hillaryclinton_2016_328x253-328-254It seems that in the current political climate, one of the most formidable things for a Christian to do is to publicly confess that he/she is a Democrat. The weight of Pharisaic intimidation from the Religious Right is very heavy, and as a pastor in a traditionally conservative area in Arizona, I must admit that there have been many times in the last two decades that I have shrunk back on my authentic beliefs in order to not “rock the boat.” When I responded in that way, I inevitably felt a keen sense of conviction in my heart and the realization that I was headed down a slippery slope of hypocrisy, just to avoid the persecution that I knew would come if my peers and people I dealt with regularly found out that I was a Democrat. Then, that “still, small voice” would remind me that I must not allow myself to be motivated by, or base my decisions, on fear.

At Christian Democrats of America, we are consistently faced with a barrage of verbal attacks which usually consist of rhetoric such as: “How can you call yourself ‘Christians’ and be for a ‘baby-killer’ like Hillary Clinton!!! You Hypocrites!!!” or, “Hillary Clinton is a liar, and a murderer, and wants to take away our Christian freedoms! You’re not Christians!!!” etc., etc.  You get the general idea. A few years ago we had a couple who attended our church for the first time on Easter Sunday. After church, we had a meal and time of fellowship and the husband expressed to me how much they enjoyed the service. He then asked me, “Pastor, I was just wondering about something. I noticed a car parked by the parsonage with a ‘Barack Obama’ sticker on the bumper. I’m sure that’s not your car is it? I know, as a Christian, you’d never vote for Obama!”  I answered his inquiry with the truth, that yes, that was my car, and yes, I supported and was voting for Barack Obama. I briefly shared my reasons why I was voting for him. He dropped his head, in obvious dismay. “I’m really sorry Pastor,” he began quietly, “but my wife and I could never go to a church where the pastor supported Obama.” I assured him that I had no hard feelings, they gathered their things and I never saw them again.

It has been a challenging journey, and I’m quite sure that I’ve been branded a “heretic,” among other things, by many of my conservative brothers and sisters. However, today, I am so glad that I have chosen to be genuine, to be my authentic self, and go back to the character and values of my Lord Jesus Christ, which do not remotely resemble most of those exhibited by the most extreme voices in the Religious Right. God has lead me, more than ever, to center my ministry on the character of Christ, and the message that He focused on. The great “Love Chapter” of 1 Corinthians 13, strategically sandwiched between chapters 12 and 14 (which talk about spiritual gifts in the Church), speaks volumes in just a few simple verses:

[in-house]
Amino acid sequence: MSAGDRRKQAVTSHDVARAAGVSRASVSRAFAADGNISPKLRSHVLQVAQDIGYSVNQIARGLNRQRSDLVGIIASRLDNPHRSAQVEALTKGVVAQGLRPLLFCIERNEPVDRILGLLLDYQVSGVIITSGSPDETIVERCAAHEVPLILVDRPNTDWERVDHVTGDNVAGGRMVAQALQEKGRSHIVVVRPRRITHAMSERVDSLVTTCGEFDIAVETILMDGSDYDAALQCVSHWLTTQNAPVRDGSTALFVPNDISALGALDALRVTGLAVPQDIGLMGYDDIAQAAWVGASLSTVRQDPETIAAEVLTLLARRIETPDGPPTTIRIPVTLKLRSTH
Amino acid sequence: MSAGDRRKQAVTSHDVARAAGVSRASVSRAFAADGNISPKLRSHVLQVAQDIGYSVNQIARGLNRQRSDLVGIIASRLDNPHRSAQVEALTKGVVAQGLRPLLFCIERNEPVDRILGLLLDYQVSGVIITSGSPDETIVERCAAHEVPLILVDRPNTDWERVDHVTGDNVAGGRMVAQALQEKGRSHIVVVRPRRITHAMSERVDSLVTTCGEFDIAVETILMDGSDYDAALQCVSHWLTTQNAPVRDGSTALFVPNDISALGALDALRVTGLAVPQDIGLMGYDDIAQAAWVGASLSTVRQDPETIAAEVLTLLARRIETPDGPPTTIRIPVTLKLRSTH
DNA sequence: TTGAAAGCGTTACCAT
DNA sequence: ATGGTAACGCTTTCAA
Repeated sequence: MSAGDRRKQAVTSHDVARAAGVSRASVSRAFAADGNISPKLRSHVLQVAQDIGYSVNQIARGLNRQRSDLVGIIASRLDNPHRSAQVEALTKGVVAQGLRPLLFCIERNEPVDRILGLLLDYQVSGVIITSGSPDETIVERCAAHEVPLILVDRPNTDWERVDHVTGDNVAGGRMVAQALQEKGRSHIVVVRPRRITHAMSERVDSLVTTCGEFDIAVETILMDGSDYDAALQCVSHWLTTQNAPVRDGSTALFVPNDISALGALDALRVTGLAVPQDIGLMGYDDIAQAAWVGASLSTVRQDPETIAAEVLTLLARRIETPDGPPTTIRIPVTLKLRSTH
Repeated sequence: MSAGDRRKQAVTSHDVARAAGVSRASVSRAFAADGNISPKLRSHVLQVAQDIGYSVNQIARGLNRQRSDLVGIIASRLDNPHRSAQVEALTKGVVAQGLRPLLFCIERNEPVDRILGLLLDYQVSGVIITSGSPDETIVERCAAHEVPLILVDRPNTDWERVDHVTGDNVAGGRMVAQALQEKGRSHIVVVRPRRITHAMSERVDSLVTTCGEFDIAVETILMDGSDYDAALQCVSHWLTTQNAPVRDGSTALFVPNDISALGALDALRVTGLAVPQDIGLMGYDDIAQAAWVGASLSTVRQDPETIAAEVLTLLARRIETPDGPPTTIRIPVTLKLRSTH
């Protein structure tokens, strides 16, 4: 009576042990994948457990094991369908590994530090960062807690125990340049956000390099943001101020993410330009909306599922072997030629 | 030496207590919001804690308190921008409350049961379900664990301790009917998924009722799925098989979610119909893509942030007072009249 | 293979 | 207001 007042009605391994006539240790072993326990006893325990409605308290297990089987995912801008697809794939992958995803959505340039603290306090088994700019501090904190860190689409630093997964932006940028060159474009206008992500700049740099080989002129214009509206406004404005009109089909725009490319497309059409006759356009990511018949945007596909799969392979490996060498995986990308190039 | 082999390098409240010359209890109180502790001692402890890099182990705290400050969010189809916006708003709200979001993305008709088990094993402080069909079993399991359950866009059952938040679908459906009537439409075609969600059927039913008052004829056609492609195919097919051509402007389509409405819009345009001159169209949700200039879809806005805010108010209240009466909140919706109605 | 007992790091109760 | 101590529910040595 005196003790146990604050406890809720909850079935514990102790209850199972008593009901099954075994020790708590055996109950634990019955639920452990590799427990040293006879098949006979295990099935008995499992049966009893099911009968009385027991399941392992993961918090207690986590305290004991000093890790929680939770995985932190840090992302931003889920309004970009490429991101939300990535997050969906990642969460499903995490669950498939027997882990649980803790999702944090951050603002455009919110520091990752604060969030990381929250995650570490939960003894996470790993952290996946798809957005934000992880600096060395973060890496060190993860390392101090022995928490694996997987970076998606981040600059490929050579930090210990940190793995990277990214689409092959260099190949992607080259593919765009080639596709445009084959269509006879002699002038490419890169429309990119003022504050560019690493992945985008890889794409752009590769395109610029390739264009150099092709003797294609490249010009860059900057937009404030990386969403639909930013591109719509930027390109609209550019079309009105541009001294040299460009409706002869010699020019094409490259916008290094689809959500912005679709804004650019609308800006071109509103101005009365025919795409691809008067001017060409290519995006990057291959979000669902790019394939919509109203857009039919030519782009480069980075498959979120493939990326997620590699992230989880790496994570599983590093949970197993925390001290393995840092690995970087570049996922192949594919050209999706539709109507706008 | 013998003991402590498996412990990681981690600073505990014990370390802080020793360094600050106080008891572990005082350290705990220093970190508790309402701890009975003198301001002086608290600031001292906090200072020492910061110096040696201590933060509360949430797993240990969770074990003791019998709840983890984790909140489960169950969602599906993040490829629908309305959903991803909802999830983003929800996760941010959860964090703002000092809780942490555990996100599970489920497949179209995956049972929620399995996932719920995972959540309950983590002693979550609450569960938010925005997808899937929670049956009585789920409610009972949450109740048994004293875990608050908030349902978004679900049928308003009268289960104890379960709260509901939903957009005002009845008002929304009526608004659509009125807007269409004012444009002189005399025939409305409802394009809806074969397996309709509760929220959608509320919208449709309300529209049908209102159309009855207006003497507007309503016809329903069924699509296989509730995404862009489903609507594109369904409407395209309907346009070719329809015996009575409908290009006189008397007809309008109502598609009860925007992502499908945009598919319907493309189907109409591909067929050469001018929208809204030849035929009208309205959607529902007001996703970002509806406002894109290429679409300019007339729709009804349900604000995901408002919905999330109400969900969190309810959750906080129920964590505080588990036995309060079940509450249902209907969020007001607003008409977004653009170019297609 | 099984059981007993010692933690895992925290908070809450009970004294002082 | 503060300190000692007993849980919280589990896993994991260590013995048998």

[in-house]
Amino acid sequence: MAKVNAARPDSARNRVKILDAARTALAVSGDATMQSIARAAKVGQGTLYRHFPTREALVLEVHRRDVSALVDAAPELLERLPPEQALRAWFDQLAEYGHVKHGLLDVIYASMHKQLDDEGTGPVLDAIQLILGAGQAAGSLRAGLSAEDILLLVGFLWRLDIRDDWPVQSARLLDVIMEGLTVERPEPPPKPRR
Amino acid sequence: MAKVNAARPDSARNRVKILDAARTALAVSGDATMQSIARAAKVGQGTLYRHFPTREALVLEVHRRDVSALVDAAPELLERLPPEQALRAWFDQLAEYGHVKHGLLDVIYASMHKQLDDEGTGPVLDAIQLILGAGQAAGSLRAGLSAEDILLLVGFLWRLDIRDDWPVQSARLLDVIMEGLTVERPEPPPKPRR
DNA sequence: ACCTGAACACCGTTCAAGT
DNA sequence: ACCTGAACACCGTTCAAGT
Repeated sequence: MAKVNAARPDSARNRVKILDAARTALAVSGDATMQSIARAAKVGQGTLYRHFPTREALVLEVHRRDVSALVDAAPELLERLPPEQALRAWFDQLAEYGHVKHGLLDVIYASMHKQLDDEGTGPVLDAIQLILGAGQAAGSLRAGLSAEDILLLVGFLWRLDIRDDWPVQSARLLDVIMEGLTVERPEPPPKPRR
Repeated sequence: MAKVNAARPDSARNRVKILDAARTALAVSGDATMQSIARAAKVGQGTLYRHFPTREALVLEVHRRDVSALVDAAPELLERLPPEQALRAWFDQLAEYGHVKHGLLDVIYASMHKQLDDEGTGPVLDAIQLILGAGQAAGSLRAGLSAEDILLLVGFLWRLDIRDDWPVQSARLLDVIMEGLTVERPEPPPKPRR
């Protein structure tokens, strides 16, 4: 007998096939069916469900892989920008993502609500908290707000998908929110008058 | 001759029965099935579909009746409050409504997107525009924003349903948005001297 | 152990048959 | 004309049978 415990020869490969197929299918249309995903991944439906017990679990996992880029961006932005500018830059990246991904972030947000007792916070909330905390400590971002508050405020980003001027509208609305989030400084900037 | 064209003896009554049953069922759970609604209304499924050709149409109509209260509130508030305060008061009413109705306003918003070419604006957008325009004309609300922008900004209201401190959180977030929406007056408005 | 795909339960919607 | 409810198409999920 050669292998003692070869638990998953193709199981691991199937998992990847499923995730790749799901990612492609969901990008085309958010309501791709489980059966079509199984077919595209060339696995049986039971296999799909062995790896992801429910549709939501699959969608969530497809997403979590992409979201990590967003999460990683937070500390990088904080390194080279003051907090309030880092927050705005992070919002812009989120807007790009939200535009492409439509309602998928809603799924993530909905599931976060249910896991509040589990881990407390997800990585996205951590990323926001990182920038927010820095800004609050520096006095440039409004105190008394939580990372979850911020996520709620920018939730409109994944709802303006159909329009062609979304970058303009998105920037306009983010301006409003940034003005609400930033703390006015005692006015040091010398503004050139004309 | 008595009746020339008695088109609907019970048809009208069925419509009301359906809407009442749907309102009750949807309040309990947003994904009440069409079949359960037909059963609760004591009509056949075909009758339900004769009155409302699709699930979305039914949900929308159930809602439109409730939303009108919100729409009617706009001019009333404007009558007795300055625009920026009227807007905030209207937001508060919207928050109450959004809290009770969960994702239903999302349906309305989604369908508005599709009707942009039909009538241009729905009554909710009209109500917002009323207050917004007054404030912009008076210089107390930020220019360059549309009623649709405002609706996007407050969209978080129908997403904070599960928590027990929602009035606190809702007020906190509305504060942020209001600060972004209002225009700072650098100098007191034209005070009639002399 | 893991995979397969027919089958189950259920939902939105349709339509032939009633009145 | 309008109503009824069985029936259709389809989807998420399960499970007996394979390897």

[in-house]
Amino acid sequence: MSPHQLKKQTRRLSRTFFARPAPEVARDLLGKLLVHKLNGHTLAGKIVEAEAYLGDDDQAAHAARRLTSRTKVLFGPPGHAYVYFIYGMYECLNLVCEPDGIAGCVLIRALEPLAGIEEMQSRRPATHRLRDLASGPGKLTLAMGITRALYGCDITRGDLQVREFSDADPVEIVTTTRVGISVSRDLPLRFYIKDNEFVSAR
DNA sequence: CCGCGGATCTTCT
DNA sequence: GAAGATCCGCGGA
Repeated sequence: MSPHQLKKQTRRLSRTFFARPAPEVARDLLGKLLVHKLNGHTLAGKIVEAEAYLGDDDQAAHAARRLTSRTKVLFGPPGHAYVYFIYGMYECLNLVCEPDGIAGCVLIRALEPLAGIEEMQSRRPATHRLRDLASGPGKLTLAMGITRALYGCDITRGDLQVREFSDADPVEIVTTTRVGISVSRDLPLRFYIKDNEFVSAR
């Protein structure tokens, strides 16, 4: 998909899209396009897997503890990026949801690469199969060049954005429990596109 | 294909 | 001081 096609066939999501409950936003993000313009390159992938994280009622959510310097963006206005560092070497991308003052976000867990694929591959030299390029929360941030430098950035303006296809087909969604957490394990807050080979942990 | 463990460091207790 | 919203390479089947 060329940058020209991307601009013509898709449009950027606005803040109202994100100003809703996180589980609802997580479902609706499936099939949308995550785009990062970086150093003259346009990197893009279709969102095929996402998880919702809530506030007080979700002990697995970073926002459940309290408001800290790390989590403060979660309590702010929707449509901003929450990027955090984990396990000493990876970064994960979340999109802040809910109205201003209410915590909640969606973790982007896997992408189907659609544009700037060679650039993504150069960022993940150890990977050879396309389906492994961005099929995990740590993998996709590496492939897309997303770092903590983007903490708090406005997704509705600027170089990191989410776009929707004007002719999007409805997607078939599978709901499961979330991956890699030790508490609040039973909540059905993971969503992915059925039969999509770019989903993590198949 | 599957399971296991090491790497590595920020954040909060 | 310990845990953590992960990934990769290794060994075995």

If I speak in the tongues of men or of angels, but do not have love, I am only a resounding gong or a clanging cymbal. If I have the gift of prophecy and can fathom all mysteries and all knowledge, and if I have a faith that can move mountains, but do not have love, I am nothing. If I give all I possess  to the poor and give over my body to hardship that I may boast, but do not have love, I gain nothing. (1 Corinthians 13:1-3)  

Then verses 4-7 list the qualities of divine love. Love is:

Patient, kind, doesn’t envy, doesn’t boast, isn’t proud, does not dishonor others. It isn’t self-seeking, it isn’t easily angered, it keeps no record of wrongs, does not delight in evil but rejoices with the truth. It always protects, trusts, hopes and perseveres.

Now I know that I certainly fall short of perfecting the characteristic of divine love, as all Christians do, including my sister in Christ, Secretary Clinton. Hillary Clinton has made mistakes and has expressed her regret over those mistakes. This was exemplified in her August 25th interview with Anderson Cooper on CNN, where she stated in reference to her emails: “… there are no excuses. I want people to know that the decision to have a single account was mine. I take responsibility for it. I apologize for it.”